Once I felt comfortable enough with my Ashkenazi Hebrew, I tried out leading the evening Ma'ariv service using this pronunciation; it's the easiest service to lead, as it does not include a repetition of the Amidah. After I felt comfortable with Ma'ariv, I tried my hand at the afternoon Mincha service. After a few more weeks, I felt comfortable enough with my Ashkenazi pronunciation to lead the entire morning Shacharit service. Sometimes I would accidentally slip up and pronounce a sof in my accustomed Sephardi Hebrew. Even if I "erred," I would just continue with the Ashkenazi pronunciation. I would decide just before approaching the bima (prayer stand) if I would go with Sephardi or Ashkenazi pronunciation. If I felt tired, I would use my default Sephardi method. No one ever mentioned to me about why I davened sometimes in Ashkenazi and sometimes in Sephardi, which probably says as much about my ability to daven fluently in each system as it does peoples' limited attention to such details while in shul.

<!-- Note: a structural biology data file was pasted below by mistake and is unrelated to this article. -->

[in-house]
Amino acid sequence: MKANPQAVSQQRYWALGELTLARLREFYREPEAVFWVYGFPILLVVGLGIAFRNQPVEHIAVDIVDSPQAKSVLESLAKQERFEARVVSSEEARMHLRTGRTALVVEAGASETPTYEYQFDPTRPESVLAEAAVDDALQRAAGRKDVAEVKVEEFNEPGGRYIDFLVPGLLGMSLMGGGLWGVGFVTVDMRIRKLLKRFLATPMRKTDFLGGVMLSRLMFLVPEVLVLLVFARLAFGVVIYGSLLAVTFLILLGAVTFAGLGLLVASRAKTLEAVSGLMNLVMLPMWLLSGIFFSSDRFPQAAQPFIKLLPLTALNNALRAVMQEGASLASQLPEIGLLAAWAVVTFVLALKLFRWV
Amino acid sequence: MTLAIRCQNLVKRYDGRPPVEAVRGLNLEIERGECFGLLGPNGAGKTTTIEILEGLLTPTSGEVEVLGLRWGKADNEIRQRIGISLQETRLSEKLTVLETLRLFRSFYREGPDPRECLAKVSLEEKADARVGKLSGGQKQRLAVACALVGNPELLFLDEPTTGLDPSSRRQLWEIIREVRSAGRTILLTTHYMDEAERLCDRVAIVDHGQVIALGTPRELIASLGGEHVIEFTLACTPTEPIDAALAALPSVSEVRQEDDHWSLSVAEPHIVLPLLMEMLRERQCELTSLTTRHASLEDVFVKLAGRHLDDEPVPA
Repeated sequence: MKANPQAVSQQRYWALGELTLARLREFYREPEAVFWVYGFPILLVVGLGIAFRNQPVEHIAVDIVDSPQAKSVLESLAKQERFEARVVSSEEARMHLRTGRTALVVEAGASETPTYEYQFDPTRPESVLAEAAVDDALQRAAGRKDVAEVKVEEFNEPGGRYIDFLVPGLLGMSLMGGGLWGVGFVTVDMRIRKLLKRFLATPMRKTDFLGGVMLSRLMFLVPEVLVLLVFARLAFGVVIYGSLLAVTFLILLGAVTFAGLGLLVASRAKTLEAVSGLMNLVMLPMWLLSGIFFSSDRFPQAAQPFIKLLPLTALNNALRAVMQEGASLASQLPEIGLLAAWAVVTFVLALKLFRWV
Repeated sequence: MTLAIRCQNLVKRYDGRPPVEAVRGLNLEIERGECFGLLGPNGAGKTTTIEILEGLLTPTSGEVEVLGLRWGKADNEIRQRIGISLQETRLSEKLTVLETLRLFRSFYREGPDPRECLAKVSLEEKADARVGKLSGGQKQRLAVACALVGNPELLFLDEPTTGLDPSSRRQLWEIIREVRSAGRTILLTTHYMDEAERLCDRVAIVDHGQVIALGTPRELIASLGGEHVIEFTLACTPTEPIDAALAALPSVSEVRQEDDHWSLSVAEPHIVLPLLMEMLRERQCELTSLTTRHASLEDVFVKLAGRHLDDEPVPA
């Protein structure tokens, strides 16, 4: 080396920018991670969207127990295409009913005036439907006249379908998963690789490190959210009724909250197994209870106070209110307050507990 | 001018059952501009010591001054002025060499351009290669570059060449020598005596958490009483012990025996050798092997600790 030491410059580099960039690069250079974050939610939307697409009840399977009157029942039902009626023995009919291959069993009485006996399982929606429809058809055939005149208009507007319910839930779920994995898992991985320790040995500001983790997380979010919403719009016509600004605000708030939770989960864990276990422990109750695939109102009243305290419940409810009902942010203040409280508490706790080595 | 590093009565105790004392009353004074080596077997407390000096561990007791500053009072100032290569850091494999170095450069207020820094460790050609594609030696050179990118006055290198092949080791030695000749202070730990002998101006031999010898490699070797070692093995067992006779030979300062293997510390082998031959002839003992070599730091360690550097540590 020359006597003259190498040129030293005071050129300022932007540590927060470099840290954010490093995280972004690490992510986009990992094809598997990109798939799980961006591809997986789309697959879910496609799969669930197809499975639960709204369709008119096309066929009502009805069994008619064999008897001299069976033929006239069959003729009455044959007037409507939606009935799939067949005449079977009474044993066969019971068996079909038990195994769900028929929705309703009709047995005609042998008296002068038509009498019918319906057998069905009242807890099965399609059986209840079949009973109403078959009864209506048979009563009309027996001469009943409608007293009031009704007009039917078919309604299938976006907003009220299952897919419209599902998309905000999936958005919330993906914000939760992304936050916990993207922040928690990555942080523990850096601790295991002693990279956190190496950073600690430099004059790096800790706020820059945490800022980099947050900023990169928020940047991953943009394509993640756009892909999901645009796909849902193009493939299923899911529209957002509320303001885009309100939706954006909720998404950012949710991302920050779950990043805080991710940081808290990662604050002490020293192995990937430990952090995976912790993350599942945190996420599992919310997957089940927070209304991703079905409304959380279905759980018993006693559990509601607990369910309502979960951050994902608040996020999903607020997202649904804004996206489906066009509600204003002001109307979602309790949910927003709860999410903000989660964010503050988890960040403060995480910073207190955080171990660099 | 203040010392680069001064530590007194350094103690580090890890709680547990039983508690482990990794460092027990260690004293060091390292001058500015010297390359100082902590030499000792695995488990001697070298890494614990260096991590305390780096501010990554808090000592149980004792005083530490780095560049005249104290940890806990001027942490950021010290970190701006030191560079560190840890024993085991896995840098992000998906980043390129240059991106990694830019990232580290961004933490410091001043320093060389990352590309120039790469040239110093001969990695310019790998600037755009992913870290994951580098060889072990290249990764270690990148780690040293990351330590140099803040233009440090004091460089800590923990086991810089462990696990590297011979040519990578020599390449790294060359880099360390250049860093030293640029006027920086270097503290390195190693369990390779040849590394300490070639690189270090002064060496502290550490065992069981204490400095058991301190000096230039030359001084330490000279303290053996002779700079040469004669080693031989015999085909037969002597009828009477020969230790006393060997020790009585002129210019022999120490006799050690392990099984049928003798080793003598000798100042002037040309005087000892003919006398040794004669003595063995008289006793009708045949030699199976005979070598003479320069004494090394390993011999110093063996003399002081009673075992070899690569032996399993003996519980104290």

As to kaddish, I found it easy to learn to say it using Ashkenazi pronunciation since I have heard it recited that way so many times. It is noteworthy that, at least in the beginning of the kaddish, many of the words have a ת as their second letter (or third if the word is preceded by a ו (vov)), and so the prayer sounds much different depending on how the words are pronounced:

                                                                       . . .יתגדל, ויתקדש
 . . .יתברך, וישתבח ויתפאר ויתרומם ויתנשא ויתהדר ויתעלה ויתהלל

Yisgadal, v'iskadash . . . vs. Yitgadal, v'itkadash . . .

I would choose to pronounce the kaddish depending on how other kaddish-sayers were pronouncing the words. If I knew all or most were using the Ashkenazi pronunciation, I would use that as well, and visa versa.